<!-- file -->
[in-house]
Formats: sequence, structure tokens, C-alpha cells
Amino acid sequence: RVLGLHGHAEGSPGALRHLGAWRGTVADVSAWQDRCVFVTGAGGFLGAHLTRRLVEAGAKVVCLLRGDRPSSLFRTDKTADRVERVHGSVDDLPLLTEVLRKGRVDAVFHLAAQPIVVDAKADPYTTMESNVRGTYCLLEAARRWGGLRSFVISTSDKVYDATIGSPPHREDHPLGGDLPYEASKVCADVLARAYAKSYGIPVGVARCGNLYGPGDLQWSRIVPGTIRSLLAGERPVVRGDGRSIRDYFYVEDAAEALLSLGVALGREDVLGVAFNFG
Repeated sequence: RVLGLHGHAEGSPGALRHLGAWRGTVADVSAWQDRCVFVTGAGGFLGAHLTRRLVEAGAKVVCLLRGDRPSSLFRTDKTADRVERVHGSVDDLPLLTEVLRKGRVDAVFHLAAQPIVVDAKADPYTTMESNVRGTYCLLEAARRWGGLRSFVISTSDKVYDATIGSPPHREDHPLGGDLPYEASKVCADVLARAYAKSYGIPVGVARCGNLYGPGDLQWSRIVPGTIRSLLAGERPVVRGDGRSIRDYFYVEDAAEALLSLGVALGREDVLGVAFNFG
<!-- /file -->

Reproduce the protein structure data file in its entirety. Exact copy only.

[in-house]
Formats: sequence, structure tokens, C-alpha cells
Amino acid sequence: RVLGLHGHAEGSPGALRHLGAWRGTVADVSAWQDRCVFVTGAGGFLGAHLTRRLVEAGAKVVCLLRGDRPSSLFRTDKTADRVERVHGSVDDLPLLTEVLRKGRVDAVFHLAAQPIVVDAKADPYTTMESNVRGTYCLLEAARRWGGLRSFVISTSDKVYDATIGSPPHREDHPLGGDLPYEASKVCADVLARAYAKSYGIPVGVARCGNLYGPGDLQWSRIVPGTIRSLLAGERPVVRGDGRSIRDYFYVEDAAEALLSLGVALGREDVLGVAFNFG
Repeated sequence: RVLGLHGHAEGSPGALRHLGAWRGTVADVSAWQDRCVFVTGAGGFLGAHLTRRLVEAGAKVVCLLRGDRPSSLFRTDKTADRVERVHGSVDDLPLLTEVLRKGRVDAVFHLAAQPIVVDAKADPYTTMESNVRGTYCLLEAARRWGGLRSFVISTSDKVYDATIGSPPHREDHPLGGDLPYEASKVCADVLARAYAKSYGIPVGVARCGNLYGPGDLQWSRIVPGTIRSLLAGERPVVRGDGRSIRDYFYVEDAAEALLSLGVALGREDVLGVAFNFG